Another interesting observation (I believe) are the areas of servant hood listed at Karnak, following his invasion. Taanakh, Beth She’an, and Megiddo for instance are within the Northern Territory (of “Israel”, under Jeroboam)–so, it seems that Shishak wasn’t partial towards his old ally Jeroboam & the areas he attacked.
    An addendum: From the partial list on http://m.touregypt.net/featurestories/sheshonq1.htm I find, Yadth-mlk most interesting–not that it implies Jerusalem–but it seems to suggest the place of a king. Melchi/Melech are Hebrew forms of “king; ruler”. Hmm…M.L.K. Did the parents of Martin Luther King know this?!

  • Larry says

    There was a 6-year co-rulership between Solomon and Rehoboam. Thus both Rehoboam and Jeroboam count their rulerships from the time of their divine appointments. Thus Shishak’s invasion in the 5th of Rehoboam occurred in the 39th year of Solomon while Jeroboam was in exile and while Rehoboam was still king over the 12 tribes. This explains the campaign in the northern kingdom cities.

    Among those destroyed was Megiddo where a stele was found with Shishak’s inscription. But radiocarbon-14 dating from Rehov, which was also destroyed by Sheshonq at the time Megiddo was destroyed would date that invasion c. 871 BCE. When 871 BCE is applied to year 39 of Solomon, then the Exodus occurs in 1386 BCE and thus the attack on Jericho specifically in 1346 BCE. This, in turn is in harmony with Kathleen Kenyon’s dating for the fall of Jericho by the Israeltes between 1350-1325 BCE, a perfect match…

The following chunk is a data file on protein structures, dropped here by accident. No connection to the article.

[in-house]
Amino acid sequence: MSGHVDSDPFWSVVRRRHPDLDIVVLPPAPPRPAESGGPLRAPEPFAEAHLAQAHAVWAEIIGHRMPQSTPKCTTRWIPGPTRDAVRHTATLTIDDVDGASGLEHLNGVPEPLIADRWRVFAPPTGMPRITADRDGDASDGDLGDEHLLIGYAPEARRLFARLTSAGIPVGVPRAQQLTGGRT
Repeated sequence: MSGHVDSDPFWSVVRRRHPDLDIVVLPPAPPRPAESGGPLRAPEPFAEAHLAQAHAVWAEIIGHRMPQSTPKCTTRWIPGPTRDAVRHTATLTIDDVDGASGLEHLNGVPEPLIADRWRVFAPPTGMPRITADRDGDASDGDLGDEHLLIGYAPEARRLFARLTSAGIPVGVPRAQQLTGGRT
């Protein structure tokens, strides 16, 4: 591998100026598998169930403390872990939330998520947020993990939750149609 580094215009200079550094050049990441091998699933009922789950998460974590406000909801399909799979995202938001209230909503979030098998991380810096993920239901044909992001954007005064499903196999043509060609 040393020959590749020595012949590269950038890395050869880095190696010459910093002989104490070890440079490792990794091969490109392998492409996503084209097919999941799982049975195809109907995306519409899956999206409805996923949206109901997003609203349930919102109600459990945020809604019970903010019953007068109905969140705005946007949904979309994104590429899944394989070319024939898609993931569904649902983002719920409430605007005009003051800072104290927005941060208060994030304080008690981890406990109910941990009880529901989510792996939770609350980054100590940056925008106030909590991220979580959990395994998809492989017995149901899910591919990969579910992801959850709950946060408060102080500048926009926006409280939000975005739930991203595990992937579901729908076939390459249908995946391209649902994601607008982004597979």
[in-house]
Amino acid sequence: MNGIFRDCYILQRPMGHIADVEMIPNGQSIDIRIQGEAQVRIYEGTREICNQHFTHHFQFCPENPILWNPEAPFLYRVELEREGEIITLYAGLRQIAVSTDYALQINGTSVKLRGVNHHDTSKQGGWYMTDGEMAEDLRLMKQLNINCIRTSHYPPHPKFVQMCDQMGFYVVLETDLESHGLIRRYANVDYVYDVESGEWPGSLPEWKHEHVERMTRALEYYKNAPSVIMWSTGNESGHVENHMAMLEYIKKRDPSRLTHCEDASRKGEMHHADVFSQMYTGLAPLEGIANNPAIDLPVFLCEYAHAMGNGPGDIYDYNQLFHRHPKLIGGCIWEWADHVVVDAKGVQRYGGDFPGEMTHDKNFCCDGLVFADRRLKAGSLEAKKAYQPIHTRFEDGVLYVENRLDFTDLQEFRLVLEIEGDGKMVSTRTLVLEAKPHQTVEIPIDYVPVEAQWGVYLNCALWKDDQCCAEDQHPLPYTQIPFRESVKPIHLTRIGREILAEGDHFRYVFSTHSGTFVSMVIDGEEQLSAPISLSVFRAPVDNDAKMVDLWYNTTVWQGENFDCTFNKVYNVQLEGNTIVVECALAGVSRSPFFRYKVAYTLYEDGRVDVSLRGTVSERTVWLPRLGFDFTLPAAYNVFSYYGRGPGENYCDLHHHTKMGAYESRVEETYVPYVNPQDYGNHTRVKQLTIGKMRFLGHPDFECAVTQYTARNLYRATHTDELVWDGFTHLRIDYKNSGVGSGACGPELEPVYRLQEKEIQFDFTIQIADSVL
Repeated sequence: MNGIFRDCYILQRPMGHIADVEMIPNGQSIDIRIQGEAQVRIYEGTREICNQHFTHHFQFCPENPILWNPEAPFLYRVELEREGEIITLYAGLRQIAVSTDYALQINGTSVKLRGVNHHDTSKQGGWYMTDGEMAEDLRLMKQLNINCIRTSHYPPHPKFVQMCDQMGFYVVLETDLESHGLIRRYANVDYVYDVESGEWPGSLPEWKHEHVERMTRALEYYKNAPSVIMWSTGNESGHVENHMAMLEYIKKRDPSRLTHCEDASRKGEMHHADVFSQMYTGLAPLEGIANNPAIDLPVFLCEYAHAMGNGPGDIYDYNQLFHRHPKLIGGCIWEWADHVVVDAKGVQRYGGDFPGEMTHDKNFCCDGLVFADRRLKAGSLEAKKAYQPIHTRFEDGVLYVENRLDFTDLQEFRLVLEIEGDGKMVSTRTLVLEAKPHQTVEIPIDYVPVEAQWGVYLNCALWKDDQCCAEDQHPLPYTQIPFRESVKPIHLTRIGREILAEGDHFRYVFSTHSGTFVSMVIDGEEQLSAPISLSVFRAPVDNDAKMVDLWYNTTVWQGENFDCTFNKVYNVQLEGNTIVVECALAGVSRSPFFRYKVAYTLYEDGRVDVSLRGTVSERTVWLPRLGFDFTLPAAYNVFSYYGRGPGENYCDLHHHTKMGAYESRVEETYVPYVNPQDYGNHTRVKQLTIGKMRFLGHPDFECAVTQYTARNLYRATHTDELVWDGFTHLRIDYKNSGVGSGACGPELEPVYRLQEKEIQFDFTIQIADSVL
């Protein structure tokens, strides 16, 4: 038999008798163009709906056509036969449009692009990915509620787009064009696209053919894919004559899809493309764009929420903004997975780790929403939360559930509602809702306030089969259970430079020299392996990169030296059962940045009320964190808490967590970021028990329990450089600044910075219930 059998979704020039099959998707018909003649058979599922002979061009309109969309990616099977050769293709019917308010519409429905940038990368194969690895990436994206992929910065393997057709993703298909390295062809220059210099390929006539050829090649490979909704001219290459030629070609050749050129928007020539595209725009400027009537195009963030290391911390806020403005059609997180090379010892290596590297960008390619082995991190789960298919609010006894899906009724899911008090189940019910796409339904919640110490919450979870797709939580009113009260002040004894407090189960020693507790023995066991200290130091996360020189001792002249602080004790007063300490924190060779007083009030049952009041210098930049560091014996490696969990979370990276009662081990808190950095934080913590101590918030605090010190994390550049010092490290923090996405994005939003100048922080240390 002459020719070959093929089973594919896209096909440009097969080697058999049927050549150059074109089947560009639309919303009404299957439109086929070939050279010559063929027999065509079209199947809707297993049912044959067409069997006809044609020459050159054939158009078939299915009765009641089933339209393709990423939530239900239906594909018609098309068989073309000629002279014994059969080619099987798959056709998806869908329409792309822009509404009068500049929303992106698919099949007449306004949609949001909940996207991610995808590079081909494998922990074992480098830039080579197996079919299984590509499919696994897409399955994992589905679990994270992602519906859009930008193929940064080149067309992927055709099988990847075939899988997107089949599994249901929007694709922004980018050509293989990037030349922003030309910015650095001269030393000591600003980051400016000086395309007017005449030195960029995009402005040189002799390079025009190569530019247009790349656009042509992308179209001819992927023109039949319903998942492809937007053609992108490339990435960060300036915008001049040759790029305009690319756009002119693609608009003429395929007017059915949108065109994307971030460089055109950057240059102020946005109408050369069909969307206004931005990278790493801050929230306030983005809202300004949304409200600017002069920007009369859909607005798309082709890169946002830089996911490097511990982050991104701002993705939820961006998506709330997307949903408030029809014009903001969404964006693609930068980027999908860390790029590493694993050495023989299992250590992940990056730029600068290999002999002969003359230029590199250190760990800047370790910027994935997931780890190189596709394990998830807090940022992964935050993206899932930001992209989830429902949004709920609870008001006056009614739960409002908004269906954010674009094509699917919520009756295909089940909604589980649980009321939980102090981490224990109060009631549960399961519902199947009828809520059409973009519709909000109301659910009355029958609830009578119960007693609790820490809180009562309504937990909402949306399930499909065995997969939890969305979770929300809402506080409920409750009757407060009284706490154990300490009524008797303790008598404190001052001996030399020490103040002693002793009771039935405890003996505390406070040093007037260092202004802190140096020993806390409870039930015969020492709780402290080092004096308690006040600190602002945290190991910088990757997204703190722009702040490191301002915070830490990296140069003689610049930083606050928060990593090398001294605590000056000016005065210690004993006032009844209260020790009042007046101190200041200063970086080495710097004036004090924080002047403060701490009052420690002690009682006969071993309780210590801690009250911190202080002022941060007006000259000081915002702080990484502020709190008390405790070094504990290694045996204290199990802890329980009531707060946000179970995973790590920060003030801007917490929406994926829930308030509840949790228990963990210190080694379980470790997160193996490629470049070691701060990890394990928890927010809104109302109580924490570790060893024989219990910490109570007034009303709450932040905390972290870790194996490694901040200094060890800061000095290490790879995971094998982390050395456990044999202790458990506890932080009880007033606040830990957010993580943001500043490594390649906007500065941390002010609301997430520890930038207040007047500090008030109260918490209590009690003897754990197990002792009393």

Kathleen Kenyon: Digging Up Jericho, Jericho and the Coming of the
    Israelites, page 262:

    “”As concerns the date of the destruction of Jericho by the Israelites, all
    that can be said is that the latest Bronze Age occupation should, in my
    view, be dated to the third quarter of the fourteenth century B.C. This is a
    date which suits neither the school of scholars which would date the entry
    of the Israelites into Palestine to c. 1400 B.C. nor the school which
    prefers a date of c. 1260 B.C.”

    So the date of 925 BCE for Shishak’s invasion is incorrect. This reflects the uncorrected revisions made by the Persians during the reign of Artaxerxes II along with Greek timeline revisions. The Persians expanded their timeline by some 82 years and reduced the Neo-Babylonian Period by some 26 years, resulting in a net distortion in the timeline going back to Shishak, David and Solomon of 54 years precisely. This is easily corrected through by an astronomical event found in the Assyrian eponym. 925 BCE contradicts an eclipse used to date the eponym in 763 BCE. But an eclipse exactly 54 years later is a better match in 709 BCE. When the 709 BCE eclipse is used to date the eponym then Shishak’s invasion drops down from 925 BCE to 871 BCE, which matches the radiocarbon-14 dating found at Rehov and also aligns with the dating for the fall of Jericho in 1346 BCE (between 1350-1325 BCE)